Don’t let your wedding Mass be the only time you invite God into your relationship. He enters into it from the start and desires to stay with you always. Remember that “Those who trust in him will understand the truth, those who are faithful will live with him in love” (Wisdom 3:9). Just as I will never abandon you, neither will God. Allow Him to be the rock upon which you build your marriage. When you build, make God the cornerstone. When you seek, allow Him to show you the way. When you wonder, be open to His wisdom. When you hurt, plead for His mercy. When you transgress, ask for His forgiveness. And do this together. Pray together, fast together, go to Mass together, seek Him together. It truly is the only way your marriage will survive and prosper.

Finally, be a woman of worth, for “far beyond jewels is her value” (Proverbs 31:10). I have strived, throughout your life, to teach you how to do this through the grace of God. And so, I leave you with His words and not mine. May He bless your love and your marriage, lead you to prosperity and joy, and grant you a life filled with happily-ever-afters.

I love you,
Mom

Who can find a woman of worth?
Far beyond jewels is her value.

Her husband trusts her judgment;
he does not lack income.

She brings him profit, not loss,
all the days of her life…

She girds herself with strength;
she exerts her arms with vigor…

She reaches out her hands to the poor,
and extends her arms to the needy.

She is not concerned for her household when it snows—
all her charges are doubly clothed…

She is clothed with strength and dignity,
and laughs at the days to come.

She opens her mouth in wisdom;
kindly instruction is on her tongue.

She watches over the affairs of her household,
and does not eat the bread of idleness.

Her children rise up and call her blessed;
her husband, too, praises her:..

Charm is deceptive and beauty fleeting;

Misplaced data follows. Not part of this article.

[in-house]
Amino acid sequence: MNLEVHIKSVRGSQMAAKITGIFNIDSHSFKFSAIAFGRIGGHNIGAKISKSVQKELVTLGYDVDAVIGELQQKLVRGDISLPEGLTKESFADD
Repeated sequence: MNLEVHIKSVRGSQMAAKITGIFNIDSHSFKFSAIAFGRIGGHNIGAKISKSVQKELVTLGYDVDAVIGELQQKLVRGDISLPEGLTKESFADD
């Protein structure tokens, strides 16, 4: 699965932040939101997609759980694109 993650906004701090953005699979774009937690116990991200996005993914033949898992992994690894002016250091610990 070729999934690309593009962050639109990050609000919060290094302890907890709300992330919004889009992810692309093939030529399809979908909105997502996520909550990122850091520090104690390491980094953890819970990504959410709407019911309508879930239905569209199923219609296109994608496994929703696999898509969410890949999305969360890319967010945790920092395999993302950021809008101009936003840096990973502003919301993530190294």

the woman who fears the LORD is to be praised.
Proverbs 31

(And there’s this just in case Anthony needs a reminder of my words of wisdom to him.)

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What I was writing about a year ago this week: Returning to the Island.

Amy Schisler is an award-winning author of both children’s books and sweet, faith-filled romance novels for readers of all ages. She lives with her husband and three daughters on the Eastern Shore of Maryland. Her books, Picture MeWhispering Vines, and Island of Miracles are all recipients of Illumination Awards, placing them among the top inspirational fiction books of 2015, 2016, and 2017. Whispering Vines was awarded the 2017 LYRA Award for the best romance of 2016.  Island of Miracles has outsold all of Amy’s other books worldwide and ranked as high as 600 on Amazon. Her follow up, Island of Promise is a reader favorite. Amy’s children’s book is The Greatest Gift. The suspense novel, Summer’s Squall, and all of Amy’s books, can be found online and in stores. Her latest novel, Island of Promise, was recently awarded First Prize by the Oklahoma Romance Writer’s Association as the best Inspirational Romance of 2018 and was awarded a Gold Medal in the Independent Publisher Book Awards 2019 for Inspirational Fiction. It is a finalist for the RWA Golden Quill Contest and the Eric Hoffer Award of Fiction.

Amy’s latest book, The Devil’s Fortune, is now available! Order your copy today.

You may follow Amy on Facebook at http://facebook.com/amyschislerauthor, Twitter @AmySchislerAuth, Goodreads at https://www.goodreads.com/amyschisler and at http://amyschislerauthor.com.

Amy’s books: Crabbing With Granddad (2013), A Place to Call Home (2014), Picture Me (2015), Whispering Vines (2016), Island of Miracles (2017), Stations of the Cross Meditations for Moms (2017), The Greatest Gift (2017), Summer’s Squall (2017), Island of Promise (2018).

Earning Fs in Life

Over the past two days, I was back home attending the funeral of a beloved cousin. The prayer service on Monday evening and the funeral Mass on Tuesday were beautiful and brought many happy memories to mind as we bid goodbye to one of the brightest lights in our family.

Rebecca in MSM Library.jpgFather Early’s Homily really struck a chord with me. He likened life to a class in school. He said that, ideally, when we go to class, we work to achieve As; however, Father told us that we should work hard to achieve all Fs in the class of life.

What? All Fs?

Yes, he encouraged us to earn Fs in life. Why?

Because…